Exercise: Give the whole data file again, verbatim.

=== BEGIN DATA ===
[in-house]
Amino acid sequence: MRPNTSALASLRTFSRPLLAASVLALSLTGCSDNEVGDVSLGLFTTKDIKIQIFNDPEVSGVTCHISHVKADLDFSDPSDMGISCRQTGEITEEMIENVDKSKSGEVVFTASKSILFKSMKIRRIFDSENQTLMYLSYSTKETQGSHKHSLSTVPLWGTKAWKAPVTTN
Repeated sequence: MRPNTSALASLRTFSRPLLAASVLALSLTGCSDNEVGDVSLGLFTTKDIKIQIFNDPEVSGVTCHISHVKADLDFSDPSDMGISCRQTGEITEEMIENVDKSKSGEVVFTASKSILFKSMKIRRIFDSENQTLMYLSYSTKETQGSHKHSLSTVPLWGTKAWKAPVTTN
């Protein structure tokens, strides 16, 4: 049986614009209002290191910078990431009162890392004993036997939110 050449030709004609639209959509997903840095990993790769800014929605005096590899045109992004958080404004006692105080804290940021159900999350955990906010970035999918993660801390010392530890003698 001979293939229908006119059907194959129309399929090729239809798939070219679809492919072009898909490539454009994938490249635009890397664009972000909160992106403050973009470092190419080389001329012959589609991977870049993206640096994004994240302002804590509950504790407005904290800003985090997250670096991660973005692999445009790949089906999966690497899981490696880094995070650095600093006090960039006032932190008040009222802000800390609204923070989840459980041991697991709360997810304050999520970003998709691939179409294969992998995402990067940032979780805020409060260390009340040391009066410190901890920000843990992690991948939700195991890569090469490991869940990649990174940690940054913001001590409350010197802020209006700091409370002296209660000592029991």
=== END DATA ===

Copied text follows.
[in-house]
Amino acid sequence: MRPNTSALASLRTFSRPLLAASVLALSLTGCSDNEVGDVSLGLFTTKDIKIQIFNDPEVSGVTCHISHVKADLDFSDPSDMGISCRQTGEITEEMIENVDKSKSGEVVFTASKSILFKSMKIRRIFDSENQTLMYLSYSTKETQGSHKHSLSTVPLWGTKAWKAPVTTN
Repeated sequence: MRPNTSALASLRTFSRPLLAASVLALSLTGCSDNEVGDVSLGLFTTKDIKIQIFNDPEVSGVTCHISHVKADLDFSDPSDMGISCRQTGEITEEMIENVDKSKSGEVVFTASKSILFKSMKIRRIFDSENQTLMYLSYSTKETQGSHKHSLSTVPLWGTKAWKAPVTTN
């Protein structure tokens, strides 16, 4: 049986614009209002290191910078990431009162890392004993036997939110 050449030709004609639209959509997903840095990993790769800014929605005096590899045109992004958080404004006692105080804290940021159900999350955990906010970035999918993660801390010392530890003698 001979293939229908006119059907194959129309399929090729239809798939070219679809492919072009898909490539454009994938490249635009890397664009972000909160992106403050973009470092190419080389001329012959589609991977870049993206640096994004994240302002804590509950504790407005904290800003985090997250670096991660973005692999445009790949089906999966690497899981490696880094995070650095600093006090960039006032932190008040009222802000800390609204923070989840459980041991697991709360997810304050999520970003998709691939179409294969992998995402990067940032979780805020409060260390009340040391009066410190901890920000843990992690991948939700195991890569090469490991869940990649990174940690940054913001001590409350010197802020209006700091409370002296209660000592029991």